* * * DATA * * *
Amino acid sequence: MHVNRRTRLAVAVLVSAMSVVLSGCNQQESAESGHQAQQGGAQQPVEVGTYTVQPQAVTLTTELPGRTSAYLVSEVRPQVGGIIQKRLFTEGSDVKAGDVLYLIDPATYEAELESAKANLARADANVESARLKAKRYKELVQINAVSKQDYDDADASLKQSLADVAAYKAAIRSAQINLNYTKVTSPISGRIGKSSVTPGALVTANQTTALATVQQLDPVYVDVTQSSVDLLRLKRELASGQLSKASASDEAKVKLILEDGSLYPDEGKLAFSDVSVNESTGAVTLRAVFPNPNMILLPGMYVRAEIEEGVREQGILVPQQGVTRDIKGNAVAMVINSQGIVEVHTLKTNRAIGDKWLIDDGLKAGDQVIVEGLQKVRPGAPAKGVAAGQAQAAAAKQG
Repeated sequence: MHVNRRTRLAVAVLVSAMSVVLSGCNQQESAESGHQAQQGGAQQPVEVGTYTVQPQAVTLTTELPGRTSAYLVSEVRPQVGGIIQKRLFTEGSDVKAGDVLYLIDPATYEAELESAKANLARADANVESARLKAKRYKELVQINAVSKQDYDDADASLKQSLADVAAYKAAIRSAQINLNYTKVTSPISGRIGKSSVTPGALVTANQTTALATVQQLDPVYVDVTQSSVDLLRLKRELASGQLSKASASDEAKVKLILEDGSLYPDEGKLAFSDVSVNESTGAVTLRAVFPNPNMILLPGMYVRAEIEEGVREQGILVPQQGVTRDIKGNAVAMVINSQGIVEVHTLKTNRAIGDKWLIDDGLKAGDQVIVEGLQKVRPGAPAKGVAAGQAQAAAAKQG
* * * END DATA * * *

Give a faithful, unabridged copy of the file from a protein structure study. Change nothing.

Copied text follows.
Amino acid sequence: MHVNRRTRLAVAVLVSAMSVVLSGCNQQESAESGHQAQQGGAQQPVEVGTYTVQPQAVTLTTELPGRTSAYLVSEVRPQVGGIIQKRLFTEGSDVKAGDVLYLIDPATYEAELESAKANLARADANVESARLKAKRYKELVQINAVSKQDYDDADASLKQSLADVAAYKAAIRSAQINLNYTKVTSPISGRIGKSSVTPGALVTANQTTALATVQQLDPVYVDVTQSSVDLLRLKRELASGQLSKASASDEAKVKLILEDGSLYPDEGKLAFSDVSVNESTGAVTLRAVFPNPNMILLPGMYVRAEIEEGVREQGILVPQQGVTRDIKGNAVAMVINSQGIVEVHTLKTNRAIGDKWLIDDGLKAGDQVIVEGLQKVRPGAPAKGVAAGQAQAAAAKQG
Repeated sequence: MHVNRRTRLAVAVLVSAMSVVLSGCNQQESAESGHQAQQGGAQQPVEVGTYTVQPQAVTLTTELPGRTSAYLVSEVRPQVGGIIQKRLFTEGSDVKAGDVLYLIDPATYEAELESAKANLARADANVESARLKAKRYKELVQINAVSKQDYDDADASLKQSLADVAAYKAAIRSAQINLNYTKVTSPISGRIGKSSVTPGALVTANQTTALATVQQLDPVYVDVTQSSVDLLRLKRELASGQLSKASASDEAKVKLILEDGSLYPDEGKLAFSDVSVNESTGAVTLRAVFPNPNMILLPGMYVRAEIEEGVREQGILVPQQGVTRDIKGNAVAMVINSQGIVEVHTLKTNRAIGDKWLIDDGLKAGDQVIVEGLQKVRPGAPAKGVAAGQAQAAAAKQG